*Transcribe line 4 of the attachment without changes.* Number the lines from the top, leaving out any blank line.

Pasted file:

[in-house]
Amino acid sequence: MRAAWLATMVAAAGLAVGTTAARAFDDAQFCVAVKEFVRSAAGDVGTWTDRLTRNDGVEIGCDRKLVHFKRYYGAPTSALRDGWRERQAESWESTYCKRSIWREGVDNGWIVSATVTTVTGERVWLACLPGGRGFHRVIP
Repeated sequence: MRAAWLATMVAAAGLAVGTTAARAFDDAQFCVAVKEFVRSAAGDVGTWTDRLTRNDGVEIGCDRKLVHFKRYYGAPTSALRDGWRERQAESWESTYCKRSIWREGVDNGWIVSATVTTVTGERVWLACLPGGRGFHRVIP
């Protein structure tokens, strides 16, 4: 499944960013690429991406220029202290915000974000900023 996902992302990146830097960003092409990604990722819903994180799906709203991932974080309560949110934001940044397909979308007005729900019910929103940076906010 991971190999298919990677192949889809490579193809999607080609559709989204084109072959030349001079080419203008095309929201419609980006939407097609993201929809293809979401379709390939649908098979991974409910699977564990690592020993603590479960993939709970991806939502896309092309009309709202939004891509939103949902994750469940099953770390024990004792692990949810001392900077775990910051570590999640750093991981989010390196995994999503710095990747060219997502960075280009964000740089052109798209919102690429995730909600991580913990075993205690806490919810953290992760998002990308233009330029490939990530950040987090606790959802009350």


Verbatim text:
């Protein structure tokens, strides 16, 4: 499944960013690429991406220029202290915000974000900023 996902992302990146830097960003092409990604990722819903994180799906709203991932974080309560949110934001940044397909979308007005729900019910929103940076906010 991971190999298919990677192949889809490579193809999607080609559709989204084109072959030349001079080419203008095309929201419609980006939407097609993201929809293809979401379709390939649908098979991974409910699977564990690592020993603590479960993939709970991806939502896309092309009309709202939004891509939103949902994750469940099953770390024990004792692990949810001392900077775990910051570590999640750093991981989010390196995994999503710095990747060219997502960075280009964000740089052109798209919102690429995730909600991580913990075993205690806490919810953290992760998002990308233009330029490939990530950040987090606790959802009350």